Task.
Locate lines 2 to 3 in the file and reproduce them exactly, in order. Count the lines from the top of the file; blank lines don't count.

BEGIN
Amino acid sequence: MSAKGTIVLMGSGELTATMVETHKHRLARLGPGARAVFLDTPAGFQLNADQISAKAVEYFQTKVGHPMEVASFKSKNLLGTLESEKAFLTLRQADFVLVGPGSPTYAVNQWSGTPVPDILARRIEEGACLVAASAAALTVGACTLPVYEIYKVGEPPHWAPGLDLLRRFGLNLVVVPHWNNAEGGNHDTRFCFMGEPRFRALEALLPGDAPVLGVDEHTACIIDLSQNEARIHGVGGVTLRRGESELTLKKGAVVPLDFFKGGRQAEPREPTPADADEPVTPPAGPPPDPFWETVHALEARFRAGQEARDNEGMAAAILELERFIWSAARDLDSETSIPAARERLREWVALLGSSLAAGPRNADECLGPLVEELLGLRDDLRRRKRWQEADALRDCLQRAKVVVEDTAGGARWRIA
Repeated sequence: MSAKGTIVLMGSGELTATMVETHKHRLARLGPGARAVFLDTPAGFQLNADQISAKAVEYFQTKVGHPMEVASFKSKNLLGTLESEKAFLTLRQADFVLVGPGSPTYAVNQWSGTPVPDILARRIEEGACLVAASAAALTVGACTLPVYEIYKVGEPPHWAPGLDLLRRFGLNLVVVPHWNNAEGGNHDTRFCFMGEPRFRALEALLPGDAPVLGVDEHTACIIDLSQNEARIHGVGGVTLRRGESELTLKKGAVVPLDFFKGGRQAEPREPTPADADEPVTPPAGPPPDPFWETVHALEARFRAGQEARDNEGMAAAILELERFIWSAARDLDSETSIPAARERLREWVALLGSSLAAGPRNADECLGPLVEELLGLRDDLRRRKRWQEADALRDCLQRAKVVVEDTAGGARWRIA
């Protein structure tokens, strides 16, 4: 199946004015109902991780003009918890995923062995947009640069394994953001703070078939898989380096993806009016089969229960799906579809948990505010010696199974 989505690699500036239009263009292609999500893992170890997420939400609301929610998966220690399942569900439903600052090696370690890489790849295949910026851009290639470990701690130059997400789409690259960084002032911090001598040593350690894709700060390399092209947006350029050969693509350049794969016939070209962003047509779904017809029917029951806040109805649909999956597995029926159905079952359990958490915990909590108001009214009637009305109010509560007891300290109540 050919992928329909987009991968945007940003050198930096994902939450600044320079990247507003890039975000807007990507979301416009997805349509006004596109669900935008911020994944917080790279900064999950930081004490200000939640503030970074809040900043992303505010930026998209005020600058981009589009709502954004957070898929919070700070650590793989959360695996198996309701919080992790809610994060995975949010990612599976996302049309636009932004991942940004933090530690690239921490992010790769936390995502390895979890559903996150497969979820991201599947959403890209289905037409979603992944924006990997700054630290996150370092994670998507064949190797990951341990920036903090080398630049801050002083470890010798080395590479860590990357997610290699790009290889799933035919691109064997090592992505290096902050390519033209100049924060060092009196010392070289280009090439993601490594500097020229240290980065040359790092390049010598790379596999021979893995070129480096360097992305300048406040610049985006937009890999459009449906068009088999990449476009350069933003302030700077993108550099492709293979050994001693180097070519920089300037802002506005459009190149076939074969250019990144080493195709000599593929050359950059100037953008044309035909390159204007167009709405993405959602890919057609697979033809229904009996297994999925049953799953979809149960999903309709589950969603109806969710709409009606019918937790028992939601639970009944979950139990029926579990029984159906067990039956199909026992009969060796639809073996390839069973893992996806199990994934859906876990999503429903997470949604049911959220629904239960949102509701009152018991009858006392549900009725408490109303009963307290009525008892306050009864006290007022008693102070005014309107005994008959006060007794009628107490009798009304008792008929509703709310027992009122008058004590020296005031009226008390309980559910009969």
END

Repeated sequence: MSAKGTIVLMGSGELTATMVETHKHRLARLGPGARAVFLDTPAGFQLNADQISAKAVEYFQTKVGHPMEVASFKSKNLLGTLESEKAFLTLRQADFVLVGPGSPTYAVNQWSGTPVPDILARRIEEGACLVAASAAALTVGACTLPVYEIYKVGEPPHWAPGLDLLRRFGLNLVVVPHWNNAEGGNHDTRFCFMGEPRFRALEALLPGDAPVLGVDEHTACIIDLSQNEARIHGVGGVTLRRGESELTLKKGAVVPLDFFKGGRQAEPREPTPADADEPVTPPAGPPPDPFWETVHALEARFRAGQEARDNEGMAAAILELERFIWSAARDLDSETSIPAARERLREWVALLGSSLAAGPRNADECLGPLVEELLGLRDDLRRRKRWQEADALRDCLQRAKVVVEDTAGGARWRIA
């Protein structure tokens, strides 16, 4: 199946004015109902991780003009918890995923062995947009640069394994953001703070078939898989380096993806009016089969229960799906579809948990505010010696199974 989505690699500036239009263009292609999500893992170890997420939400609301929610998966220690399942569900439903600052090696370690890489790849295949910026851009290639470990701690130059997400789409690259960084002032911090001598040593350690894709700060390399092209947006350029050969693509350049794969016939070209962003047509779904017809029917029951806040109805649909999956597995029926159905079952359990958490915990909590108001009214009637009305109010509560007891300290109540 050919992928329909987009991968945007940003050198930096994902939450600044320079990247507003890039975000807007990507979301416009997805349509006004596109669900935008911020994944917080790279900064999950930081004490200000939640503030970074809040900043992303505010930026998209005020600058981009589009709502954004957070898929919070700070650590793989959360695996198996309701919080992790809610994060995975949010990612599976996302049309636009932004991942940004933090530690690239921490992010790769936390995502390895979890559903996150497969979820991201599947959403890209289905037409979603992944924006990997700054630290996150370092994670998507064949190797990951341990920036903090080398630049801050002083470890010798080395590479860590990357997610290699790009290889799933035919691109064997090592992505290096902050390519033209100049924060060092009196010392070289280009090439993601490594500097020229240290980065040359790092390049010598790379596999021979893995070129480096360097992305300048406040610049985006937009890999459009449906068009088999990449476009350069933003302030700077993108550099492709293979050994001693180097070519920089300037802002506005459009190149076939074969250019990144080493195709000599593929050359950059100037953008044309035909390159204007167009709405993405959602890919057609697979033809229904009996297994999925049953799953979809149960999903309709589950969603109806969710709409009606019918937790028992939601639970009944979950139990029926579990029984159906067990039956199909026992009969060796639809073996390839069973893992996806199990994934859906876990999503429903997470949604049911959220629904239960949102509701009152018991009858006392549900009725408490109303009963307290009525008892306050009864006290007022008693102070005014309107005994008959006060007794009628107490009798009304008792008929509703709310027992009122008058004590020296005031009226008390309980559910009969």